*Please call the Health Department at 620-872-5774 to schedule an appointment or walk-in appointment are done during normal business hours if time allows.
- Infants and children
Routinely recommended adult vaccinations may include:
- Hepatitis A
- Hepatitis B
- HPV - Human Papiloma Virus (up to age 26)
- Meningococcal up to age 23 (24 and older would need a Doctor’s order.)
- Tetanus, Diphtheria, Pertussis - Tdap
- Tdap is also available through our "Cocoon Project": for those who do not have insurance or who are under insured, and expecting a newborn family member.
- Influenza (flu shot)
- Shingrix (Shingles) - age 50 and over (new FDA recommendation)
- Medicare does not pay for this shot, so neither will a supplemental plan- Part D coverage will be checked before receiving the shot.
- Check with BCBS to ensure your shot will be covered.
Every year more and more people are traveling internationally — for vacation, business, volunteerism, school, and to visit friends and family. Whatever your reason for traveling, when it comes to your health and safety abroad, a person needs to be proactive, prepared, and protected. It is important to:
- Know your destination and the international travel vaccinations that are required or recommended, as well as what illnesses you may be exposed to, etc.
- Contact your doctor or medical provider. Don’t wait! It may take several weeks to get the necessary vaccinations completed.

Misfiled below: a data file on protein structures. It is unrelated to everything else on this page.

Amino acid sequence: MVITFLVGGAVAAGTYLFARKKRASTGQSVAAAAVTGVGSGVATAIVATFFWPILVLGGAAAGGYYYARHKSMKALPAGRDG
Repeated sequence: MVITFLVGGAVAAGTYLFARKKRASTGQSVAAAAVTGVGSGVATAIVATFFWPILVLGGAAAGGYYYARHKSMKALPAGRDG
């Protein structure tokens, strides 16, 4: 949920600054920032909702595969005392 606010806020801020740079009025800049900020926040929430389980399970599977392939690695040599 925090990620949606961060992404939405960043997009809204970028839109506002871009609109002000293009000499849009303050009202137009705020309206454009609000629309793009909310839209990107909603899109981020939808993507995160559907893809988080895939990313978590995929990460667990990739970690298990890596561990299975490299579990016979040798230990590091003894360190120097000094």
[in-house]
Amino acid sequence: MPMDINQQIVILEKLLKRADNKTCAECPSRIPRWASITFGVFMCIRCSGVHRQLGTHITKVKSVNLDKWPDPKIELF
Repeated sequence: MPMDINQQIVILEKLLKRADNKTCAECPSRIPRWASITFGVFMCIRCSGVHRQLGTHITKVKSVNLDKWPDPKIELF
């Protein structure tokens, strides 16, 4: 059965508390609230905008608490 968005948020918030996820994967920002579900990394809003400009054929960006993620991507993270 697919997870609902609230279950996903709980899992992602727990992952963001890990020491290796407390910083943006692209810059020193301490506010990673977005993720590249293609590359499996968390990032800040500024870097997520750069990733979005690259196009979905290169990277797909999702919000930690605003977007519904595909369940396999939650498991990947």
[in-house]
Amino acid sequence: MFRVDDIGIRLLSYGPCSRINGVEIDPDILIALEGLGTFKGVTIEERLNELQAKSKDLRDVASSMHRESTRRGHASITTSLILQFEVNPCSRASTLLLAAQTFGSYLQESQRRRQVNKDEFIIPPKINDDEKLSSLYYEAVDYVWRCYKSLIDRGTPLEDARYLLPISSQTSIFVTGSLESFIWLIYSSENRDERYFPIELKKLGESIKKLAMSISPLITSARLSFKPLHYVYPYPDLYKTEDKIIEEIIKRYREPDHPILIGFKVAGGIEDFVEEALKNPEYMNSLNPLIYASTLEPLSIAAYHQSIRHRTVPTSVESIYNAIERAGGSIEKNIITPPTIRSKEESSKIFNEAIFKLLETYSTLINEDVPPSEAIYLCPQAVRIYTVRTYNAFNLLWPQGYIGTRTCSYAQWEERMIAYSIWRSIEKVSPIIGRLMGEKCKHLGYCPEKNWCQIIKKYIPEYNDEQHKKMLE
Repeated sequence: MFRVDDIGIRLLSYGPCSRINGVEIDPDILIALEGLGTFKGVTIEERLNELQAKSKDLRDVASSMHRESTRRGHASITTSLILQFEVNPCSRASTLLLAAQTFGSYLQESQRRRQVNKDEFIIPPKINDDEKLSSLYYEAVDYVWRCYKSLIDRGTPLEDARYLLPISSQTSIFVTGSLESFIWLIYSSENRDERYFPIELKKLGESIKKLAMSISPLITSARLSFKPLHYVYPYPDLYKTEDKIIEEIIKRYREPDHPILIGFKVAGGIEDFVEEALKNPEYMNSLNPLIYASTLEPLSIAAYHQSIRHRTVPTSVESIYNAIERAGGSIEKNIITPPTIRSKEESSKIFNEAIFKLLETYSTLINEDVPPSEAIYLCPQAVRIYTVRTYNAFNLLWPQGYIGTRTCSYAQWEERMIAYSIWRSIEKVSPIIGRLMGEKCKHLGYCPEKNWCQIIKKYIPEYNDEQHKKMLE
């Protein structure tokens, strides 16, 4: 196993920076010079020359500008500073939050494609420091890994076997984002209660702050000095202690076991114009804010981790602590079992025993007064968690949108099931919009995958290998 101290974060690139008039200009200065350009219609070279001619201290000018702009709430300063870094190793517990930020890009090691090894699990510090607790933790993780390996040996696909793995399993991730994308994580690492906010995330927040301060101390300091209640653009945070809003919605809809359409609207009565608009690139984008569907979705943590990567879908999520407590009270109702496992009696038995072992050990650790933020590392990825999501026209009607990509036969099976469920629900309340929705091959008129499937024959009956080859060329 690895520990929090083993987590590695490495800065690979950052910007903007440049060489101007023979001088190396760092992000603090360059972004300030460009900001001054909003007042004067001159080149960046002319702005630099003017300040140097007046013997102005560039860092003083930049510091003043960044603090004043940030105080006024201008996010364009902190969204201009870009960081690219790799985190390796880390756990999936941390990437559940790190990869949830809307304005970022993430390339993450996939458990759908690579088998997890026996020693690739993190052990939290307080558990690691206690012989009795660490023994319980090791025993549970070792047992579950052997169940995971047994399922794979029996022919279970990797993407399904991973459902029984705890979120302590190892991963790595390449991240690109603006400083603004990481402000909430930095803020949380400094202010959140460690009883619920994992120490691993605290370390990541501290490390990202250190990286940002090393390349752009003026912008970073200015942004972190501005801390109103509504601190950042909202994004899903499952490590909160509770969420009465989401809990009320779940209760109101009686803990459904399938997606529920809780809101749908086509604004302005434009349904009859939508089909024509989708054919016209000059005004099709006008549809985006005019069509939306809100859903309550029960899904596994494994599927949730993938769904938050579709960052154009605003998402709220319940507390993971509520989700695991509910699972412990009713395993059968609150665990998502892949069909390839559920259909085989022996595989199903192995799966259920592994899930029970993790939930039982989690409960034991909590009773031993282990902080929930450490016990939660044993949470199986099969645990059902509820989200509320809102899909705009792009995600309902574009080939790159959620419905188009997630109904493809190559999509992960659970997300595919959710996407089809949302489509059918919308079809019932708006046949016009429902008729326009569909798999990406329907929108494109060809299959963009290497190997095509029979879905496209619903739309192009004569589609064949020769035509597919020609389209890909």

- Take all your travel medications as prescribed!
- Pack wisely! Make sure to be aware of where you are traveling to and what weather or work conditions you may be in.
*Go to the CDC Travel Destinations page and select where you are traveling to get the most up to date health information about the area and what vaccines you’ll need!
Travel Vaccinations and Diseases:
Routine vaccines for travelers may include:
- Hepatitis A
- Hepatitis B
**Please call ahead to ensure SCHD has the vaccine you need in stock and check with your insurance to see if they will cover the vaccines you need.
Seasonal Flu Vaccine:
The single best way to protect oneself from the flu is to get a flu shot. A flu vaccine protects against three influenza viruses will be the most common during the upcoming season. The virus antigens in the vaccine change each year based upon international surveillance and scientific estimations about which types and strains of viruses will circulate. About 2 weeks after vaccination, antibodies develop and provide protection against influenza virus infection.
*For more information about the Flu Vaccine, go to CDC Influenza page.
When to Get the Flu Vaccine:
The Center for Disease Control states, "You should get a flu vaccine before flu viruses begin spreading in your community since it takes about two weeks after vaccination for antibodies to develop in the body and provide protection against flu. Make plans to get vaccinated early in the fall before flu season begins. CDC recommends that people get a flu vaccine by the end of October. Getting vaccinated later, however, can still be beneficial and vaccination should continue to be offered throughout the flu season, even into January or later."
Who can get a Flu Vaccine?
Everyone 6 months and up should get a flu vaccine each flu season.
*Each individual should consult his/her doctor before getting the flu shot to ensure they are getting the appropriate vaccine.
There are 3 different flu vaccines that the health department offers:
- Regular Flu Vaccine: 6 months +
- Flublok: *egg free*, for ages 50-64
- High Dose: recommended for ages 65+
Flu Shot Clinics:
Scott County Health Department is more than happy to send a nurse to your work, assisted living area, or to a home bound individual to receive a flu shot.
Please call our office to schedule a Flu Shot Clinic at 620-872-5774
*Scott County Health Department accepts Medicare, Medicaid, and BCBS and other Private Insurance.